Review: The Blues Brothers

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STARRING: John Belushi, Dan Aykrod, plus many more.
DIRECTOR: John Landis
WRITER(S): Dan Aykroyd
STUDIO: Universal
RUNTIME: 133 min / USA:148 min (extended version)
RATED: R
OFFICIAL  RATING: Four Stars

Here’s the plot breakdown for the unlucky (or perhaps I should say lucky since you will get to experience this for the first time still) few of you who have not seen this movie. Jake & Elwood Blues are faced with a serious dilemma when they find out that the orphanage they grew up in is going to be condemned unless the back taxes can be paid on it soon. The Nun who oversees the place won’t allow any ‘filthy’ stolen money to pass into her hands, so the lanky Elwood and the recently released ex-con Jake now must think up a new scheme to raise the required funds to save their childhood home.

They are helped along in their quest by their adopted father Curtis (the man who taught them the blues) and a cast of other characters, some of whom they must reassemble in order to hit the road and fulfill their ‘mission from God’… Can they ‘put the band back together’ and raise the money in time? Or will they be captured by a vengeful ex? Or the Illinois State Police? Or Illinois Nazi? John Candy? The National Guard? Perhaps an enraged country band? or Aretha Franklin? My God, I haven’t seen a storyline this overbooked since WCW in 1999… Sheesh.

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Now let us consider the actual acting in this movie for a bit. Belushi is Belushi. For those who have followed his career, no other explanation is needed. He is a swav, cool and composed individual, with a pent up wildman inside just bursting at the seems to come out and play. Dan Aykroyd is slick dry witted and extremely adapt at handling most automobiles. They both have great chemistry together and are the epitome of cool throughout. Kathleen Freeman steals the show here in only one scene. In case you didn’t know she plays the nun from the opening scene in which Jake and Elwood are first told about the back taxes on the orphanage.

The exchange of profanities between Jake and Elwood while they are seated in front of her is undoubtedly one of the funniest scenes in modern movie history. Also appearing here in a wacky cameo role as the ex girlfriend and stalker of Jake Blues is Carrie Fisher. She normally pops up to give the fellows a few ‘bangs’ right when things are starting to slow down. Among the other numerous hidden gems in this movie are brief appearances by both Johny Candy, Twiggy and even Steven Spielberg himself at the end as the Cook County Assessor.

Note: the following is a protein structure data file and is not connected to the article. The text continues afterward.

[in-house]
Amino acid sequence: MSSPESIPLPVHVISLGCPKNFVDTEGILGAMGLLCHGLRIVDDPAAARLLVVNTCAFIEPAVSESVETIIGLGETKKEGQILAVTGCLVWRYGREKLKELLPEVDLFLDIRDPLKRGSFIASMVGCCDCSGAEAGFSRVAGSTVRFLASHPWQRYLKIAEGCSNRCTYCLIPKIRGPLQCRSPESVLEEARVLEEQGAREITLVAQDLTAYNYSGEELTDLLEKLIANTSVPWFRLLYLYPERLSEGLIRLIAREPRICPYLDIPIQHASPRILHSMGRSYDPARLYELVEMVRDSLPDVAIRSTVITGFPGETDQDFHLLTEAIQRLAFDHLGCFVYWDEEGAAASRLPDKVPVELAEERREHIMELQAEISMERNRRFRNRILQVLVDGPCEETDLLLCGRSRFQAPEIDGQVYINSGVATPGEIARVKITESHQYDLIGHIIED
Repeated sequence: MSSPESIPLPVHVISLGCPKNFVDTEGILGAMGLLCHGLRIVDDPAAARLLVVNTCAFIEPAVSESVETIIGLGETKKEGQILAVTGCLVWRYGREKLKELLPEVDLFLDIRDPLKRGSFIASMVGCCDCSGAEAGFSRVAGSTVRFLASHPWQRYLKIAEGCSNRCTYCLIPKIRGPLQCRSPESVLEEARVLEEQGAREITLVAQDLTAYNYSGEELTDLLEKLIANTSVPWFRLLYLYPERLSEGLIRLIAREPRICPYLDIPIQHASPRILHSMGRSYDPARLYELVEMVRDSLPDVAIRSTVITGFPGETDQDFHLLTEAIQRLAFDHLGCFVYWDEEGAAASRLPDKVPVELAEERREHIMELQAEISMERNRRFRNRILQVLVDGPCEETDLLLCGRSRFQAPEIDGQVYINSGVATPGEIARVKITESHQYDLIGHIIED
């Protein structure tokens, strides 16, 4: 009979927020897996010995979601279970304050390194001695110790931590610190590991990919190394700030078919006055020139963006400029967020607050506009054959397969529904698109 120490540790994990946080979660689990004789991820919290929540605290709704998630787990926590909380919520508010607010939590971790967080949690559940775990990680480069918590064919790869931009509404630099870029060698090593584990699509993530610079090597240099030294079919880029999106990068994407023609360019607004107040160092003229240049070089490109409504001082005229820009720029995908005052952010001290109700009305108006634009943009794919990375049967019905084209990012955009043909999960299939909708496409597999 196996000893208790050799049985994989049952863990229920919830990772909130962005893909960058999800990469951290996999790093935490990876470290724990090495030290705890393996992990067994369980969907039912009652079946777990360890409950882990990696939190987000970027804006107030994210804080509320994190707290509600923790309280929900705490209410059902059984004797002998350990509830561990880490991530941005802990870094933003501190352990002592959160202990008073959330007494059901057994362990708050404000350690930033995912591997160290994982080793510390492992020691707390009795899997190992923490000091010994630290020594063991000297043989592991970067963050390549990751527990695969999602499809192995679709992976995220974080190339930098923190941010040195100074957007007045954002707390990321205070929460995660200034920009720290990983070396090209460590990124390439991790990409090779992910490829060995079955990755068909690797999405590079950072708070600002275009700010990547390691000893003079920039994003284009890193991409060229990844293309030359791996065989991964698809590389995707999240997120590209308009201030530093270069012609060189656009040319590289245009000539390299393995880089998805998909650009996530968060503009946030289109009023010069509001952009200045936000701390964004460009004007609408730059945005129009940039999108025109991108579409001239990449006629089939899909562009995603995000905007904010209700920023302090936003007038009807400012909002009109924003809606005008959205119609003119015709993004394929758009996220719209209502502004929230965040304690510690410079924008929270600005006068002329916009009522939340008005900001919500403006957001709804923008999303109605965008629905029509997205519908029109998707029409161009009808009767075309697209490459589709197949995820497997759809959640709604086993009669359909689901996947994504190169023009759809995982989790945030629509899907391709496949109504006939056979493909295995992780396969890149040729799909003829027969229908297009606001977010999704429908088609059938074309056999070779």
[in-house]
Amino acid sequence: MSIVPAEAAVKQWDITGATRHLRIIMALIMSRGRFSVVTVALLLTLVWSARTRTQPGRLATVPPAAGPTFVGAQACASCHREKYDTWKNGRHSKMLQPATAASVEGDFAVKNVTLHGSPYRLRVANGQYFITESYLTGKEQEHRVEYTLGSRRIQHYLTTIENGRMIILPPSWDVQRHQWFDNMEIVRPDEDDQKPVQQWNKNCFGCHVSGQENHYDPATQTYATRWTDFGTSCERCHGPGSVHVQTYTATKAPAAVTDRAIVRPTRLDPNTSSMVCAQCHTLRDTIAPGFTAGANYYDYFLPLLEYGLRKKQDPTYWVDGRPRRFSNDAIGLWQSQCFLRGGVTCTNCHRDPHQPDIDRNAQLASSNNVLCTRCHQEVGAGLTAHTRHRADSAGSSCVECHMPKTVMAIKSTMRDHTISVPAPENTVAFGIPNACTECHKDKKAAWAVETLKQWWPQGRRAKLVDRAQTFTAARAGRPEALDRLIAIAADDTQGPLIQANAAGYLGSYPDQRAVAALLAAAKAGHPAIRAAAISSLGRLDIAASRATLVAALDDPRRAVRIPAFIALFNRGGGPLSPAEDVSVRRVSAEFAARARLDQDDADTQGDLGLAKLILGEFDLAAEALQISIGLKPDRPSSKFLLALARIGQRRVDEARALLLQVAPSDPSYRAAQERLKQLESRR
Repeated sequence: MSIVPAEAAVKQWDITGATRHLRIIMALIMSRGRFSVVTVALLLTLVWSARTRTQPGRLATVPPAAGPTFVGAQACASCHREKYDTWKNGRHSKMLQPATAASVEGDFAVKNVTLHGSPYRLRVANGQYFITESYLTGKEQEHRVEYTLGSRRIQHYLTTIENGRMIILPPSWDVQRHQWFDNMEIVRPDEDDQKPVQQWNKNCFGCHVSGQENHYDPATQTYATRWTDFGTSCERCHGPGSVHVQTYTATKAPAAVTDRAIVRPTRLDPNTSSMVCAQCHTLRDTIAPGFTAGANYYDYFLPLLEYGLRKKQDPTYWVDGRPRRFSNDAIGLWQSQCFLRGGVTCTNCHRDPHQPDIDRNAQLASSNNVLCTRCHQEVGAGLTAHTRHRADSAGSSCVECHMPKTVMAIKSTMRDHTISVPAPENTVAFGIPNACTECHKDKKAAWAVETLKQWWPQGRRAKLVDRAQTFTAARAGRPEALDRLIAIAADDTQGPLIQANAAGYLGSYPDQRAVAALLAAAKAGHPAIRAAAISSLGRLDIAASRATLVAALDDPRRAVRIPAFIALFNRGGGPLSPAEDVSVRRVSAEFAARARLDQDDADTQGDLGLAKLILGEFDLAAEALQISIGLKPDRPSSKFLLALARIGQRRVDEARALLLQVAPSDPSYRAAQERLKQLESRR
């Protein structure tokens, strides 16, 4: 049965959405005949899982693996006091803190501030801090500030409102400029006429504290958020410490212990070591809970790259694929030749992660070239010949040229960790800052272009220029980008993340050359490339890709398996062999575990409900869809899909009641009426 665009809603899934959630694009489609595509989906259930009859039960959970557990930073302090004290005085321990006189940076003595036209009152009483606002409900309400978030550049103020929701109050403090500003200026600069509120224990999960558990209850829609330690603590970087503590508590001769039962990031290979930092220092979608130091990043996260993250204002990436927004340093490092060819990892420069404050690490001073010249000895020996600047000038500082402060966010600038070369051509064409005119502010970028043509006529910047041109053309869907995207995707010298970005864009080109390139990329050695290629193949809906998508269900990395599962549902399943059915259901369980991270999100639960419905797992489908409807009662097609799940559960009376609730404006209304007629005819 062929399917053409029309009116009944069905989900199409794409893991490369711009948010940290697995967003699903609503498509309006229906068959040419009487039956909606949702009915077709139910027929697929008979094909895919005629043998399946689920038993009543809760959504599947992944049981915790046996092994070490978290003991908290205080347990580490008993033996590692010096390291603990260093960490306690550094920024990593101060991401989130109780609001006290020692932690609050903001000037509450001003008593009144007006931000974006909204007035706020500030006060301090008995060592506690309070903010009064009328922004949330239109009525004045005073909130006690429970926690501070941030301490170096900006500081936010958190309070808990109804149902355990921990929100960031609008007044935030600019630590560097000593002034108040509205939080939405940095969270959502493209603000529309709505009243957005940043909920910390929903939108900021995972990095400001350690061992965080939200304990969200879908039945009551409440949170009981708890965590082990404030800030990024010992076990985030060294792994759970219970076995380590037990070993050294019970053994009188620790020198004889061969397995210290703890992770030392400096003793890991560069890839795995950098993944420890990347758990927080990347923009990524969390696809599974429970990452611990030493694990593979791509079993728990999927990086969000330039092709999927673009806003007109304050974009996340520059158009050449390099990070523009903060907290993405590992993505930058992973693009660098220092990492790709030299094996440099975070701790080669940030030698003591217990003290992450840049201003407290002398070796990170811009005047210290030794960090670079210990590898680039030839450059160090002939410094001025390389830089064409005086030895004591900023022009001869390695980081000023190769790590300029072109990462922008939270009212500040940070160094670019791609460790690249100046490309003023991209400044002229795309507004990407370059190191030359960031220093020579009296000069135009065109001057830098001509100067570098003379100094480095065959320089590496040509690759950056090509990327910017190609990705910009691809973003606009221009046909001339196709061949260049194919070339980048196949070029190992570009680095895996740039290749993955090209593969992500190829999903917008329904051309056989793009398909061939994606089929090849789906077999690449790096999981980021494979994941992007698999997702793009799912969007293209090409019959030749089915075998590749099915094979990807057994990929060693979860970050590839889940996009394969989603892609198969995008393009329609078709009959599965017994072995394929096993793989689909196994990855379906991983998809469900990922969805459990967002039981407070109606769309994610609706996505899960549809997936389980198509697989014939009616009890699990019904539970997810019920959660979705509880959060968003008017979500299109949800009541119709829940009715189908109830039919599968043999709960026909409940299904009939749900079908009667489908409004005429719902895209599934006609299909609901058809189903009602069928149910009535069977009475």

None of the musicians in this movie are very good actors at all. In fact most of them suck. But their lines are kept to a minimum and it’s not like they were hired for their acting prowess in the first place, so everything evens out in the end. All the villains are portrayed as comical buffoons, which helps increase the humor during the umpteen chase scenes throughout the film.

When I say most of the musicians hired for this movie aren’t any good at acting, I’m mainly referring to the Blues Brothers band themselves. Their lines come off as very amateurish and slow. Among some of the less embarrassing performances here though are delivered by Aretha Franklin, James Brown, Cab Callow and Ray Charles. Their parts are not that huge though from a speaking standpoint, but most of them were able to leave a lasting impression in spite, or perhaps even because of that.

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Now for those of you who would poo poo on a mere musical, this movie also has you covered as well. You want action? A building blows up, rockets are fired, hundreds of cars crash, and there thousands of armed personnel on the scene.. Most of it is handled in a complete non-serious and comical manner though, so no worries kids. For parents though, the ‘F’ word is used very liberally, as are various other vulgarities. Viewing the DVD version recently, it’s easy to forget what a vulgar movie this is, due to the way it is so heavily edited in TV airings. Definitely not something appropriate for younger children. (Although I watched it as a kid and aside form occasionally threatening to eat other people’s kids at fancy restaurants I turned out alright.. I think…)

Now of course, the main attraction of this movie for many, myself included, is not the acting, the comedy, or the action, but the music. To those who would inquire if it is any good, I say… Are you f’n kidding me with that kind of question? (Ok, I know I asked it, *pops meds*) This movie is chocked full of musical goodness. From legends like James Brown and Aretha Franklin, to the surprisingly talented duo of Belushi and Ackroyd themselves this movie is an absolute joy to the ears. I actually own some of the Blues Brothers albums and they are packed full of energy and vibrancy. What they may lack in classical skill they more than make up for in passion and oomph. The story goes in fact that Belushi and Ackroyd first met in a bar while discussing blues music.